Maggie Smith couldn't be more perfect for the title role in this film if it were written for her. But the most astounding thing about this story is that it's true, an event from playwright-screenwriter Alan Bennett's own life. The film cleverly plays with the idea of a writer telling his own story. And it also gives Smith an unforgettable role in a movie that's both entertaining and sharply pointed.
It happened in 1970 Camden, as neighbours worried about a homeless woman parking her van in front of their houses. She turns out to be Mary Shepard (Smith), and resident Alan Bennett (Alex Jennings) offers to let her park her van in his driveway for a few months. She stayed there for 15 years, during which Alan refuses to pry into Mary's personal life and she turns a blind eye to the steady flow of young gentleman callers at his door. Even so, over the years Alan learns some details about Mary's past as a musician, ambulance driver and nun, and that she became homeless because she was on the run from the police.
Bennett takes a cheeky approach to the script, writing two versions of himself: one who lives his life and one who writes about it. The interaction between the two is cleverly played by Jennings and directed with offhanded hilarity by Hytner, who shot the movie in the actual street and house where the events took place. Jennings also adds some emotional interest in Alan's relationship with his mother (Gwen Taylor), who ironically has to move into a nursing home. Opposite him, Smith is as magnetic as ever, reeling off each pithy one-liner with impeccable timing. The role may not seem like much of a stretch, but she delivers it with a prickly mix of attitude and humour, plus a strong undercurrent of pathos.
Continue reading: The Lady In The Van Review
Miss Shepherd is a highly educated elderly woman living off barely anything in a small dilapidated van. She asks for nothing from her community, other than to be allowed her peace and to have a place to park her van. Constantly being moved by authorities, she finds herself taking up residence on Alan Bennett's road, much to the displeasure of his house proud neighbours. Despite her prickly disposition and shameless boldness, Bennett - a man of more timid and awkward nature - takes an immediate shine to Miss Shepherd, offering her his driveway to park her vehicle on a temporary basis. Soon, though, just a few weeks turns into fifteen long years as this impoverished musical scholar and this lowly gentleman of humble background become unlikely yet inseparable friends - a friendship rocked by Miss Shepherd's eventual ill health which soon strikes a sadness in the heart of the whole town.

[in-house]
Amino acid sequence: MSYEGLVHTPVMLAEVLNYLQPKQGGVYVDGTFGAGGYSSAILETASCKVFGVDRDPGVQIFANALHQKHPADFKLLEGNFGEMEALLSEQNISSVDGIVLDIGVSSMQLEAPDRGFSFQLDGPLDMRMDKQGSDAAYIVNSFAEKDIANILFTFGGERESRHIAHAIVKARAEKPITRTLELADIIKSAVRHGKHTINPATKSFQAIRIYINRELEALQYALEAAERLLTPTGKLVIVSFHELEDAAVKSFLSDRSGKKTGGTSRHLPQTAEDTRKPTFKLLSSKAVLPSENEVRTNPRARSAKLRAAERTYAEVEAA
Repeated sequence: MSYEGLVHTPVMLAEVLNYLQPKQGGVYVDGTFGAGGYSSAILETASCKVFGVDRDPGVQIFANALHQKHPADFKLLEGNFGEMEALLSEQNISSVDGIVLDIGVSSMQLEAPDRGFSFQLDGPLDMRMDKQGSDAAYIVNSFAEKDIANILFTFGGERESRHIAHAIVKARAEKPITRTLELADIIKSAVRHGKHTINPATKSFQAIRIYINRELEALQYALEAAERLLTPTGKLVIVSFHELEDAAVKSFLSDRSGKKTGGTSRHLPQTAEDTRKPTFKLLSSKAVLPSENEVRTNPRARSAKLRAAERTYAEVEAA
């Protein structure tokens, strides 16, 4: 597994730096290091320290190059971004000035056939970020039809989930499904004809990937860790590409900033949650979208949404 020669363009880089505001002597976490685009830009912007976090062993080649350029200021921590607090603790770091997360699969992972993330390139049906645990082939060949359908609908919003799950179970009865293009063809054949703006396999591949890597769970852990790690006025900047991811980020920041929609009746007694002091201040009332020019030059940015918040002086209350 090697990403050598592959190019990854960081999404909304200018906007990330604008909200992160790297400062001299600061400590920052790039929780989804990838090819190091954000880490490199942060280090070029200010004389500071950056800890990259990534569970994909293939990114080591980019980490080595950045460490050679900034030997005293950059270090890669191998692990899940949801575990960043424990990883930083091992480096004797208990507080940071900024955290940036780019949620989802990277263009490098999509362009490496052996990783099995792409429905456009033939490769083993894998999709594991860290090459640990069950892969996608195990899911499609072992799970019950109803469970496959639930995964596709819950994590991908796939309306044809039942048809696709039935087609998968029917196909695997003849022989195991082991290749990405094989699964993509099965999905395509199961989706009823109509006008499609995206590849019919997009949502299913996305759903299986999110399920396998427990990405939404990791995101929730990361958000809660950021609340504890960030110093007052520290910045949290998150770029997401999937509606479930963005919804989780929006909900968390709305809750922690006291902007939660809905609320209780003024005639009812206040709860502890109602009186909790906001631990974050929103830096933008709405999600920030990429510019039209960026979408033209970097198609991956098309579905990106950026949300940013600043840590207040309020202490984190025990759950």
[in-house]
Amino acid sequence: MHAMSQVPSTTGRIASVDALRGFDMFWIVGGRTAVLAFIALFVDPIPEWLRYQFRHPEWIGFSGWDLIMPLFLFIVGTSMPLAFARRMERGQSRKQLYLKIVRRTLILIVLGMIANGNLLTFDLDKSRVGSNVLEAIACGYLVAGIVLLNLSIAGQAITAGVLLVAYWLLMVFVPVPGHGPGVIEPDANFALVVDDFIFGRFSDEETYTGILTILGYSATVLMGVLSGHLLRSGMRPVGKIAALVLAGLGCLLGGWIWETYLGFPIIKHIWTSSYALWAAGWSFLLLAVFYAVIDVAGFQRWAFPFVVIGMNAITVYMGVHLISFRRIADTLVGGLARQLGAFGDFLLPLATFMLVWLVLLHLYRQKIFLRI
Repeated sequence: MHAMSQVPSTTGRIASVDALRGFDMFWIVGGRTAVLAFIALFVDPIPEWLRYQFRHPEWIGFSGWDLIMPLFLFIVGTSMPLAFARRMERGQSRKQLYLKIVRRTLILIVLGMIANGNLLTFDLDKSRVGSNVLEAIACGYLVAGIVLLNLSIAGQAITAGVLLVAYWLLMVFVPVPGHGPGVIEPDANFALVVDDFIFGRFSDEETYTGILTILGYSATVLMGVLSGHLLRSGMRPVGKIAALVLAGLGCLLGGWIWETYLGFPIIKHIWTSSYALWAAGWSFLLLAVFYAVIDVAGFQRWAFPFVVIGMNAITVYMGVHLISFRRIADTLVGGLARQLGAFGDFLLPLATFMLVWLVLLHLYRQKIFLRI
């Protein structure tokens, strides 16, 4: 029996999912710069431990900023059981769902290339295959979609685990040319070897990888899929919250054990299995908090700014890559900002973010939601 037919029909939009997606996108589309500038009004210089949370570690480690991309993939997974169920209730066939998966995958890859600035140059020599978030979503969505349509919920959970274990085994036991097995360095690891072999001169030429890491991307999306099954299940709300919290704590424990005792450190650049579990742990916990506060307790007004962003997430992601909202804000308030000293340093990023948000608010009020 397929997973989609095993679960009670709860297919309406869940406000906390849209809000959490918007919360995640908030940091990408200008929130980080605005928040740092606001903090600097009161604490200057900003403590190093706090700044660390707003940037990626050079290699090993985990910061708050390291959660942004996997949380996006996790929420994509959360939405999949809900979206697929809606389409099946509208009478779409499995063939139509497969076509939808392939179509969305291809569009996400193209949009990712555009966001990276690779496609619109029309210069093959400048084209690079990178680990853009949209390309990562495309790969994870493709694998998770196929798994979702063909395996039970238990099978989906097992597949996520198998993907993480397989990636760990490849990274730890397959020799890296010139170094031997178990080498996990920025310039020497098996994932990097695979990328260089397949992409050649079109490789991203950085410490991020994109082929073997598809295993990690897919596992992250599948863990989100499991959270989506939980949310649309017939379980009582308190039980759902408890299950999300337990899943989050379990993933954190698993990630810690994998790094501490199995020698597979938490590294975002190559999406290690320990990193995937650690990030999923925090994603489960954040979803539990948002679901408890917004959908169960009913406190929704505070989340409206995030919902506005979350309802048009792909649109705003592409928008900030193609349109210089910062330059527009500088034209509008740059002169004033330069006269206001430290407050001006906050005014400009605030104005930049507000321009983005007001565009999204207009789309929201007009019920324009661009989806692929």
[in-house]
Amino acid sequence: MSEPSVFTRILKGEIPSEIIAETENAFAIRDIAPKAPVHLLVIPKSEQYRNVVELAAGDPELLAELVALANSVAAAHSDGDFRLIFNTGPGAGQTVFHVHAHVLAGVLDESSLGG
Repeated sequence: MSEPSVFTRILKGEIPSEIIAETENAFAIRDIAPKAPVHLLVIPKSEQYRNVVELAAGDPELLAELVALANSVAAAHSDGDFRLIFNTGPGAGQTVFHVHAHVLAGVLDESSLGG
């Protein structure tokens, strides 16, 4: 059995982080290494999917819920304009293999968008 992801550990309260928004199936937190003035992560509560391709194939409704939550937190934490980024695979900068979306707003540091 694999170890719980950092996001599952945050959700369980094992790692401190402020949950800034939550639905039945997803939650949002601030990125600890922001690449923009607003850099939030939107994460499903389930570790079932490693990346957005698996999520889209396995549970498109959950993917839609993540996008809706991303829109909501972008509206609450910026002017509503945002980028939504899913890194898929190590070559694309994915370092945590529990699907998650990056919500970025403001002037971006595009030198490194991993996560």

Continue: Lady In The Van - Alternative Trailer
Despite this being a film about Sherlock Holmes, the fact that it's not much of a mystery may disappoint die-hard fans, but as an astute drama it's more than worth a look because Ian McKellen is simply terrific in the title role. This is a much more complex character than he has been able to play recently either in movies (like the X-men and Lord of the Rings franchises) or television (the nutty sitcom Vicious). The film also reunites him with Bill Condon, who directed him to an Oscar nomination in Gods and Monsters 17 years ago.
It's 1947, and Sherlock is 93 years old when we meet him, living on the Sussex coast where he keeps bees and has befriended Roger (Milo Parker), the curious son of his tough-minded housekeeper Mrs Munro (Laura Linney). As Sherlock teaches Roger about both beekeeping and sleuthing, he is also trying to work out his final case some 30 years ago, which his mind simply refuses to recall. As he relives it in his mind, rather than through Watson's embellished account, all he can remember is a worried husband (Patrick Kennedy) asking him to follow his wife (Hattie Morahan). In addition, Sherlock is also still thinking about the things he discovered while recently in post-war Japan at the invitation of a fan (Hiroyuki Sanada).
The main story and the two flashback sequences are intriguingly intertwined in Sherlock's mind, offering parallel discoveries that help him piece together events that unfold in all three. It's a clever approach that allows McKellen to dig deep into the character as a man discovering that his mind is fading, perhaps into senility. His take on Sherlock is simply fascinating, a witty detective who has always resisted the fictional depiction of him in Watson's stories. And he's also an ageing man who hasn't lost his childlike curiosity, which makes his friendship with the young Roger surprisingly tender and engaging.
Continue reading: Mr. Holmes Review
Although it takes a breezy, sometimes silly approach to a fragment of a true story, this British period film has enough charm to keep audiences entertained, thanks to its lively cast and ambitious recreation of historical events. Director Julian Jarrold (Kinky Boots) may be largely fictionalising what happened to real people on VE Day 70 years ago, but he certainly knows how to have some fun at the same time. And the film has some intriguing things to say about how the world has changed since then.
Victory in Europe was declared on May 8th 1945, and the streets of London filled with disorderly celebrations. Watching all of this from within Buckingham Palace, the teen princesses Elizabeth and Margaret (Sarah Gadon and Bel Powley) are desperate to get out there and mingle with the crowd. Their parents, King George VI and Queen Elzabeth (Rupert Everett and Emily Watson), reluctantly agree to let them leave with two military escorts (Jack Laskey and Jack Gordon). But they soon lose their chaperones in the party atmosphere in The Ritz. The ditzy Margaret heads off into the night visiting a string of parties, while Elizabeth tries to track her down, assisted by a helpful stranger, airman Jack (Jack Reynor), an anti-royalist who has no idea who this young woman actually is.